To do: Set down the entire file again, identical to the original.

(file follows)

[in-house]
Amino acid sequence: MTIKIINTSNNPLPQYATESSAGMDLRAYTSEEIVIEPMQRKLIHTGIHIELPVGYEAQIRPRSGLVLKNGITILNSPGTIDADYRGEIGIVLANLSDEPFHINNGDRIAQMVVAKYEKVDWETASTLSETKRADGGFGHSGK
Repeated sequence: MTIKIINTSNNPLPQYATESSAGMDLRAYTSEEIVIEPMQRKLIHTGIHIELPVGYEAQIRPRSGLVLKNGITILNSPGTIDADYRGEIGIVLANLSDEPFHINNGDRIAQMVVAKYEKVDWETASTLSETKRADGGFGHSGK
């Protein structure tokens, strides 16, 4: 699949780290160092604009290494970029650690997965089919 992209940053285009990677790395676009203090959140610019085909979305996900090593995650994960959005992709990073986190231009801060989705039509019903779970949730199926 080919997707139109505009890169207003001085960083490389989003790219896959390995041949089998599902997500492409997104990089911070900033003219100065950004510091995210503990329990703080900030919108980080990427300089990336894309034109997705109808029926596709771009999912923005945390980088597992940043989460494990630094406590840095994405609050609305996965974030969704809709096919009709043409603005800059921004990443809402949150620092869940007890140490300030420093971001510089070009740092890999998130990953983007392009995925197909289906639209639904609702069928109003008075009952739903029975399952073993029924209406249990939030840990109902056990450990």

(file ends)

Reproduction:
[in-house]
Amino acid sequence: MTIKIINTSNNPLPQYATESSAGMDLRAYTSEEIVIEPMQRKLIHTGIHIELPVGYEAQIRPRSGLVLKNGITILNSPGTIDADYRGEIGIVLANLSDEPFHINNGDRIAQMVVAKYEKVDWETASTLSETKRADGGFGHSGK
Repeated sequence: MTIKIINTSNNPLPQYATESSAGMDLRAYTSEEIVIEPMQRKLIHTGIHIELPVGYEAQIRPRSGLVLKNGITILNSPGTIDADYRGEIGIVLANLSDEPFHINNGDRIAQMVVAKYEKVDWETASTLSETKRADGGFGHSGK
């Protein structure tokens, strides 16, 4: 699949780290160092604009290494970029650690997965089919 992209940053285009990677790395676009203090959140610019085909979305996900090593995650994960959005992709990073986190231009801060989705039509019903779970949730199926 080919997707139109505009890169207003001085960083490389989003790219896959390995041949089998599902997500492409997104990089911070900033003219100065950004510091995210503990329990703080900030919108980080990427300089990336894309034109997705109808029926596709771009999912923005945390980088597992940043989460494990630094406590840095994405609050609305996965974030969704809709096919009709043409603005800059921004990443809402949150620092869940007890140490300030420093971001510089070009740092890999998130990953983007392009995925197909289906639209639904609702069928109003008075009952739903029975399952073993029924209406249990939030840990109902056990450990």